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Publication numberUS7849077 B2
Publication typeGrant
Application numberUS 11/481,686
Publication dateDec 7, 2010
Filing dateJul 6, 2006
Priority dateJul 6, 2006
Fee statusPaid
Also published asUS20080010268
Publication number11481686, 481686, US 7849077 B2, US 7849077B2, US-B2-7849077, US7849077 B2, US7849077B2
InventorsCiya Liao, Shamim A. Alpha
Original AssigneeOracle International Corp.
Export CitationBiBTeX, EndNote, RefMan
External Links: USPTO, USPTO Assignment, Espacenet
Document ranking with sub-query series
US 7849077 B2
Abstract
Systems, methods, media, and other embodiments associated with ranking documents by providing a search engine with a series of sub-queries generated from an original query are described. One example system includes input logic for receiving a query. The example system may include a relaxation logic configured to produce sub-queries from the query. The sub-queries may describe metadata string matching, content string matching, and/or metadata numerical attribute analysis. The sub-queries may be provided by an output logic to a search engine in an order that facilitates defining document relevance without requiring post-retrieval relevance ranking.
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Claims(22)
1. A computer implemented method, comprising:
receiving a query, the query being configured to cause a search logic to retrieve one or more documents, the documents comprising text elements and metadata elements;
creating from the query a series of sub-queries {SQ1, . . . SQN}, N being an integer greater than 1, the series of sub-queries including a sub-query based on one or more of a numeric metadata link score and a numeric metadata URL depth;
the series of sub-queries being configured so that a sub-query SQX will cause the search logic to retrieve fewer documents than a sub-query SQY when X<Y;
the series of sub-queries being configured so that a sub-query SQA will cause the search logic to retrieve documents having a higher relevancy than a sub-query SQB when A<B; and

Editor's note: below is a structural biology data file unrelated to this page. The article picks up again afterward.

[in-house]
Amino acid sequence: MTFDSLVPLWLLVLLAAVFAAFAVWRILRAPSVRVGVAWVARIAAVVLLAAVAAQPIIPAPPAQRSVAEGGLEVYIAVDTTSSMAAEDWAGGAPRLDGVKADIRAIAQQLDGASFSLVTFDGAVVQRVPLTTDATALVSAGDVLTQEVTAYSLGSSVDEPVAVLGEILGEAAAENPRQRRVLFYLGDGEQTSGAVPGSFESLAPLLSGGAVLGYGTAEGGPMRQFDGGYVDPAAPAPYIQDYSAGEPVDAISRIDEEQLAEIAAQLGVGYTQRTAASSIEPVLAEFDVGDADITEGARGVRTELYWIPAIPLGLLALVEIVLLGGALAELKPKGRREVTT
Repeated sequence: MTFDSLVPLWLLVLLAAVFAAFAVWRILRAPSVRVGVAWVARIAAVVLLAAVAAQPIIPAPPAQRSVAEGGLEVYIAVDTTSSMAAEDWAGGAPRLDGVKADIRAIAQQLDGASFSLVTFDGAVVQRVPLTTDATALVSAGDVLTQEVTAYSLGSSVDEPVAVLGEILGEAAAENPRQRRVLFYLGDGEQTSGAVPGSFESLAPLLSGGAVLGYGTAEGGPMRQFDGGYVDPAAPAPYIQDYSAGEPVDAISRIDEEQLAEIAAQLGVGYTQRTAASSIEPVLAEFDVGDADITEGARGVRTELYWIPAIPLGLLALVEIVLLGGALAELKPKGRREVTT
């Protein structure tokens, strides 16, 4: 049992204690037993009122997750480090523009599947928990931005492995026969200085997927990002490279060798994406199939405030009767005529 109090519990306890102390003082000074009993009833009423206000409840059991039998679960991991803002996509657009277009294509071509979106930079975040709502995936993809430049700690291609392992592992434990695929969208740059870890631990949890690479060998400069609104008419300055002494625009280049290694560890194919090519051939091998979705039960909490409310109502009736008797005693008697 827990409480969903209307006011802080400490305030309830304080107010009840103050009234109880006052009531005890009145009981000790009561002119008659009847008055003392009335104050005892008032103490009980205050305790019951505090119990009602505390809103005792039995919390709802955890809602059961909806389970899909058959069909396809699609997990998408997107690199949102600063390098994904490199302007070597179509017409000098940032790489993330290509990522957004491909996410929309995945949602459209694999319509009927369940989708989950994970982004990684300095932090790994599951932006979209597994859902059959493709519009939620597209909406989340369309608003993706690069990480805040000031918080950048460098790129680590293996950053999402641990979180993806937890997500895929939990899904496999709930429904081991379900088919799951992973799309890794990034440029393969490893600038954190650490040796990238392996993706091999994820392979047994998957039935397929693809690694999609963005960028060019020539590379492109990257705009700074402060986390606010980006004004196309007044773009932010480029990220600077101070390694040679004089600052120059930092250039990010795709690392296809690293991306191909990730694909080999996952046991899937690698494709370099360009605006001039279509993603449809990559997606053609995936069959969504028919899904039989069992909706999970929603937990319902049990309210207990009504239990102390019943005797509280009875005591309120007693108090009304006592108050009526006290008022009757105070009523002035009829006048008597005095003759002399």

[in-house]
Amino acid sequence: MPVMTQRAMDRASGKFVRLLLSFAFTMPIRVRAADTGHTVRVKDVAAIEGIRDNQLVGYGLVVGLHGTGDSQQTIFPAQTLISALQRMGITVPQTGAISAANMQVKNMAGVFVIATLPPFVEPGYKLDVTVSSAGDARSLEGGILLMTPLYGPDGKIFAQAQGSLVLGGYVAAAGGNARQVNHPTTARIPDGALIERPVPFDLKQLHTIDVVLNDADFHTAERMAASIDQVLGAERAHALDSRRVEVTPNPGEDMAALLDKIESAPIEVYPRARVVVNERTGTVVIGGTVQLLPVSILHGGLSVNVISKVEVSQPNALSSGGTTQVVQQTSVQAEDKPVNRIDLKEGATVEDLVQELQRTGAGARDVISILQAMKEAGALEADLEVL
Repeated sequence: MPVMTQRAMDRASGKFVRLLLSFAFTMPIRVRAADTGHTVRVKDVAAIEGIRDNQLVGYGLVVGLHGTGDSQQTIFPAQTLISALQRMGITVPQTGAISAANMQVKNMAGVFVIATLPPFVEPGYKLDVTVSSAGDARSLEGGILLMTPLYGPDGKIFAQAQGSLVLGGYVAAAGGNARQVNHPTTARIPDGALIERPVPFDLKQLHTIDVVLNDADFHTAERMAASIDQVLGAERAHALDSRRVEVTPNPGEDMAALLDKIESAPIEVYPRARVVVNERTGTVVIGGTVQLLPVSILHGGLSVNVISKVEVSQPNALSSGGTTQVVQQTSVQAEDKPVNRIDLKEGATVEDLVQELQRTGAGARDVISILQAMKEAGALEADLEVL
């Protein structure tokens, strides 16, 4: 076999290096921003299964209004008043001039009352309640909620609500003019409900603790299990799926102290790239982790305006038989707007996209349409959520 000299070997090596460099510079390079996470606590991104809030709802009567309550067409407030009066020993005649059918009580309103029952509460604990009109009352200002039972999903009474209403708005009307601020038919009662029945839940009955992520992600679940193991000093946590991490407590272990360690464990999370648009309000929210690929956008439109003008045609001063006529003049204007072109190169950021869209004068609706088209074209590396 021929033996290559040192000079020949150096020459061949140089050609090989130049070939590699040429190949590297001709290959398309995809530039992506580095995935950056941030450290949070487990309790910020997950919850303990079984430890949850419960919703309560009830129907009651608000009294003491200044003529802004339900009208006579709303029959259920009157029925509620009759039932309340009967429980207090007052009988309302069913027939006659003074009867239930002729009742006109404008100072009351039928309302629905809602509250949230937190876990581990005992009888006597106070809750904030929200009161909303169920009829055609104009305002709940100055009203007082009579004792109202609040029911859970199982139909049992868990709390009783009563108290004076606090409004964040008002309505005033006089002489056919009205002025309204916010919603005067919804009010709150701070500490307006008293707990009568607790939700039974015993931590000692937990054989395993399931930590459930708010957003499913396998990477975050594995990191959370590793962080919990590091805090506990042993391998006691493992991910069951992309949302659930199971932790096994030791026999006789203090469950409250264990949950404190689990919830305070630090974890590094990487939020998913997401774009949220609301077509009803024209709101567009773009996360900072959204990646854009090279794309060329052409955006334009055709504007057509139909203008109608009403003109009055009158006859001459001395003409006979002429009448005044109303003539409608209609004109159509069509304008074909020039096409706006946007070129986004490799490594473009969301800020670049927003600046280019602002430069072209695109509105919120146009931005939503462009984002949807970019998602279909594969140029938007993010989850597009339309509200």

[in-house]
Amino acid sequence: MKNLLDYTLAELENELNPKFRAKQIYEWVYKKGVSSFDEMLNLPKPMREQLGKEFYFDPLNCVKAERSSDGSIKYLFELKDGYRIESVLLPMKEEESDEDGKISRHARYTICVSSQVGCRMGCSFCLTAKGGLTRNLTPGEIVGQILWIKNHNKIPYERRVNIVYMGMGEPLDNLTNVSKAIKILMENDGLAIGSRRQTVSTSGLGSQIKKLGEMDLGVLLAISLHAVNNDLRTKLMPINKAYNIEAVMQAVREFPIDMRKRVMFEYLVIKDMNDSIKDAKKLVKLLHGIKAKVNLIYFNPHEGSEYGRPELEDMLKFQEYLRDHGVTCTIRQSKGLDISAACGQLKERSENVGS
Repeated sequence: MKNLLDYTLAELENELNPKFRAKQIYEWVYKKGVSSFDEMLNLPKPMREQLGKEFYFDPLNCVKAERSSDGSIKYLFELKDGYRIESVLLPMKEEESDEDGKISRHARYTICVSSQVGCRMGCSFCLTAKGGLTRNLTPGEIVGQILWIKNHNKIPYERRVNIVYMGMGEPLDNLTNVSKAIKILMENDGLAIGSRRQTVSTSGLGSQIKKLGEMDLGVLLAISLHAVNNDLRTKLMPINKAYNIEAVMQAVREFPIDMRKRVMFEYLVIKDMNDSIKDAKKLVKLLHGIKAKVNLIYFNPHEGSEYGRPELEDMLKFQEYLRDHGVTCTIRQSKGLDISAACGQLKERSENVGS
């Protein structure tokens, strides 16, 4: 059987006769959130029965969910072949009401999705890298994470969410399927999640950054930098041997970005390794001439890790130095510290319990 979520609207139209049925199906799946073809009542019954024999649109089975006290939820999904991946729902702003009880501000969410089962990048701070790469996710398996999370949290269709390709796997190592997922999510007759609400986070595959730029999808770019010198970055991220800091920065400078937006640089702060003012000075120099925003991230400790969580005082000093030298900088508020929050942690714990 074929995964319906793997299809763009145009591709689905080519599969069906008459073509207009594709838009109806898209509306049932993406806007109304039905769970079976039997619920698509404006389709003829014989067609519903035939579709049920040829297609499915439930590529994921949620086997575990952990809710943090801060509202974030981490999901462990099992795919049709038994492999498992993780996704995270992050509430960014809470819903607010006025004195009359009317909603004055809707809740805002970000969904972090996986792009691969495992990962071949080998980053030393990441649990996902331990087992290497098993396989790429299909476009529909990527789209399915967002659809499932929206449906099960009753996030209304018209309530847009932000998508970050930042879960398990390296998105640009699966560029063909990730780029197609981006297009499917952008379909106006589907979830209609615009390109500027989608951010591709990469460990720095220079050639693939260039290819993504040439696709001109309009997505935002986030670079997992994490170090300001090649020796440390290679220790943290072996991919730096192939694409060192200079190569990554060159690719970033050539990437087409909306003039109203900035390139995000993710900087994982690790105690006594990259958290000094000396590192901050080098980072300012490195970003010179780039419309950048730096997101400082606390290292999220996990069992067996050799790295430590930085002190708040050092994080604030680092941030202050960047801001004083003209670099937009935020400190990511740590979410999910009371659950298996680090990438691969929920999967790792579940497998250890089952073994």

providing, in order according to the configuration of the series of sub-queries, one or more sub-queries from the series of sub-queries to the search logic until a pre-determined number of documents are retrieved by the search logic.
2. The method of claim 1, where the series of sub-queries includes a metadata-centric sub-query and further where the metadata-centric sub-query comprises one or more of, a sub-query that matches terms in the query to one or more metadata elements on a phrase level, a sub-query that matches terms in the query to one or more metadata elements on a proximity level, and a sub-query that matches terms in the query to one or more metadata elements on a Boolean AND level.
3. The method of claim 2, where the metadata elements include one or more of, a title, a description, a keyword, a subject, an author, a uniform resource locator (URL), an H1 headline, an H2 headline, and an anchor text.
4. The method of claim 2, where the metadata-centric sub-query includes at least one metadata element associated with a metadata element weight, and where the document relevance is a function of:
a type of match between terms in the query and the metadata element.
5. The method of claim 1, where the series of sub-queries includes a linguistic-centric sub-query and further where the linguistic-centric sub-query includes one or more of, a sub-query that matches terms in the query to one or more text elements on a phrase level, a sub-query that matches terms in the query to one or more text elements on a proximity level, and a sub-query that matches terms in the query to one or more text elements on a Boolean AND level.
6. The method of claim 1, including creating a sub-query by stemming terms in the query.
7. The method of claim 1, where the series of sub-queries includes a metadata-centric sub-query and a linguistic-centric sub-query, ordered:
to make matches between terms in the query and metadata elements more determinative of document relevancy than matches between terms in the query and text elements;
to make a phrase match more determinative of document relevancy than a proximity match; and
to make a proximity match more determinative of document relevancy than a Boolean AND match.